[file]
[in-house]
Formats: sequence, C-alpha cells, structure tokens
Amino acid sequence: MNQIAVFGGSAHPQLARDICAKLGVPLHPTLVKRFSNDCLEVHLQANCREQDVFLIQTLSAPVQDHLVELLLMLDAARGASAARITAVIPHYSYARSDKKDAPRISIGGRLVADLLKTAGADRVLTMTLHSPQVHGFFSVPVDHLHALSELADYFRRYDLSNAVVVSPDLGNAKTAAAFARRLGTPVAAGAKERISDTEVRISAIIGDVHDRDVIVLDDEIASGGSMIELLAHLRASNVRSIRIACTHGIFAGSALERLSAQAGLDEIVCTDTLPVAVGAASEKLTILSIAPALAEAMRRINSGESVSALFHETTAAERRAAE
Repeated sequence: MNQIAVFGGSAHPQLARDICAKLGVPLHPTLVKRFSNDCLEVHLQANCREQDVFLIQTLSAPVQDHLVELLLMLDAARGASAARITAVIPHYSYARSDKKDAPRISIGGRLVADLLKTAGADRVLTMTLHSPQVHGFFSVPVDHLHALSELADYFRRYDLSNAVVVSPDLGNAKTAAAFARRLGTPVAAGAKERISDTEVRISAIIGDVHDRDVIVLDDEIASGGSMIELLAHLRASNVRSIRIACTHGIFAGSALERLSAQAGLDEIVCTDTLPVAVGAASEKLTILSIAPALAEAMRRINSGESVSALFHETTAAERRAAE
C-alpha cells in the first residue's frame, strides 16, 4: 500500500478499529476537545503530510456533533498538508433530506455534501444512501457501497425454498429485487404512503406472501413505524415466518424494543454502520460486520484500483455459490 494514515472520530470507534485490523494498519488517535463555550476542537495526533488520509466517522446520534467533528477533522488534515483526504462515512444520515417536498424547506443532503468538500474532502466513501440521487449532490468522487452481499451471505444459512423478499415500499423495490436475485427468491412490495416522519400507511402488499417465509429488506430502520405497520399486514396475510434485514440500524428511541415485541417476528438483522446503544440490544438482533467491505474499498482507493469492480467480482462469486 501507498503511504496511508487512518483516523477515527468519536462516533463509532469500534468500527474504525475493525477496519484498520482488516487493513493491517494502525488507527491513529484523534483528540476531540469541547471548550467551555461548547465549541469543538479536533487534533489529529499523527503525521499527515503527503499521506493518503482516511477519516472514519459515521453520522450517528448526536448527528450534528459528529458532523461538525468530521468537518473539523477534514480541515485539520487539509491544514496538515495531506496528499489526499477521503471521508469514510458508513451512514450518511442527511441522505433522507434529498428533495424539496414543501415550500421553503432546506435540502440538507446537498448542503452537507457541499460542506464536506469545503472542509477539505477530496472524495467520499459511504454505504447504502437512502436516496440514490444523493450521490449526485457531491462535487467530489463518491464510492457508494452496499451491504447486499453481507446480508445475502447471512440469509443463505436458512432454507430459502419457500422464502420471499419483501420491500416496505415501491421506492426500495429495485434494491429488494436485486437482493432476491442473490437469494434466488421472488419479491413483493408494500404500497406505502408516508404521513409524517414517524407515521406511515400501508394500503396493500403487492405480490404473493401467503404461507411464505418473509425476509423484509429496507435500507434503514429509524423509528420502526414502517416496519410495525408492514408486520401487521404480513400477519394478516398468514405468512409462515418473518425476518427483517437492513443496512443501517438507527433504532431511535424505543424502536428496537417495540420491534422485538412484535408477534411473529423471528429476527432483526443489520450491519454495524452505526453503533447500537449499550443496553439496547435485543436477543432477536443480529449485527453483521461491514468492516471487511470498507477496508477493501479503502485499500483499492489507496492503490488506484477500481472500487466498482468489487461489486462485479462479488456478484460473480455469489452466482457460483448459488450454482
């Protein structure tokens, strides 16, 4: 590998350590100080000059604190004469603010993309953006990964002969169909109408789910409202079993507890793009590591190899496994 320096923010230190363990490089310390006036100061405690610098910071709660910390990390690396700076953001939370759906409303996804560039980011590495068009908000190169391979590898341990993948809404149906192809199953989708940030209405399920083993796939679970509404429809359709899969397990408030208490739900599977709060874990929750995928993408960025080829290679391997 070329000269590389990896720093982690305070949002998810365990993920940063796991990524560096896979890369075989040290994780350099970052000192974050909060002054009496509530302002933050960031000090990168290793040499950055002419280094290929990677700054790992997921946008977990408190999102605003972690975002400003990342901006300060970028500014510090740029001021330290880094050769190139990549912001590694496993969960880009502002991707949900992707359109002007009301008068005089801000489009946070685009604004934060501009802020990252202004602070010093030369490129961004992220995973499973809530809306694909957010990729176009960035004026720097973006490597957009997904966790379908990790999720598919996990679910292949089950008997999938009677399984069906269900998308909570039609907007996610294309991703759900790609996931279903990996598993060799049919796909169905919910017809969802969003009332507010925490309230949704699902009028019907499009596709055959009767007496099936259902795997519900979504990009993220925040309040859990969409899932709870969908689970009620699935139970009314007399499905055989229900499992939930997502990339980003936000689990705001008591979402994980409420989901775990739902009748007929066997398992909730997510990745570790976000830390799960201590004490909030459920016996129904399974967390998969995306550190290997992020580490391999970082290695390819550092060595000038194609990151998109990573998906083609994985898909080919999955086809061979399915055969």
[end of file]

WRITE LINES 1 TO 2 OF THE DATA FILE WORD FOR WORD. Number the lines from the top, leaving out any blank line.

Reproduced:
[in-house]
Formats: sequence, C-alpha cells, structure tokens